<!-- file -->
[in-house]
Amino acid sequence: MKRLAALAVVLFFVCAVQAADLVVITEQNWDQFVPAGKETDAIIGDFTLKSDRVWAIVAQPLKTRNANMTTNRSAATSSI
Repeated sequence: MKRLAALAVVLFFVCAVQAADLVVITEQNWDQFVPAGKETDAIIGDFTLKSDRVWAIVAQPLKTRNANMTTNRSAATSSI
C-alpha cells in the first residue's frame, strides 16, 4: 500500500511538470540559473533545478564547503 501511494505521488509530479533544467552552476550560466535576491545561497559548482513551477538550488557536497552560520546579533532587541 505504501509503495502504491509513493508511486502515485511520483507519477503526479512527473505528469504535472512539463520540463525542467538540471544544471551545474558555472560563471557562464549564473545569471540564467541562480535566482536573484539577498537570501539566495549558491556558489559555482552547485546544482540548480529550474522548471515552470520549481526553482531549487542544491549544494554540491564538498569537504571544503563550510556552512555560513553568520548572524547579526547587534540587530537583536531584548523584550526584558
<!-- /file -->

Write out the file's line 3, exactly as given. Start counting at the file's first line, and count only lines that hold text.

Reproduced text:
Repeated sequence: MKRLAALAVVLFFVCAVQAADLVVITEQNWDQFVPAGKETDAIIGDFTLKSDRVWAIVAQPLKTRNANMTTNRSAATSSI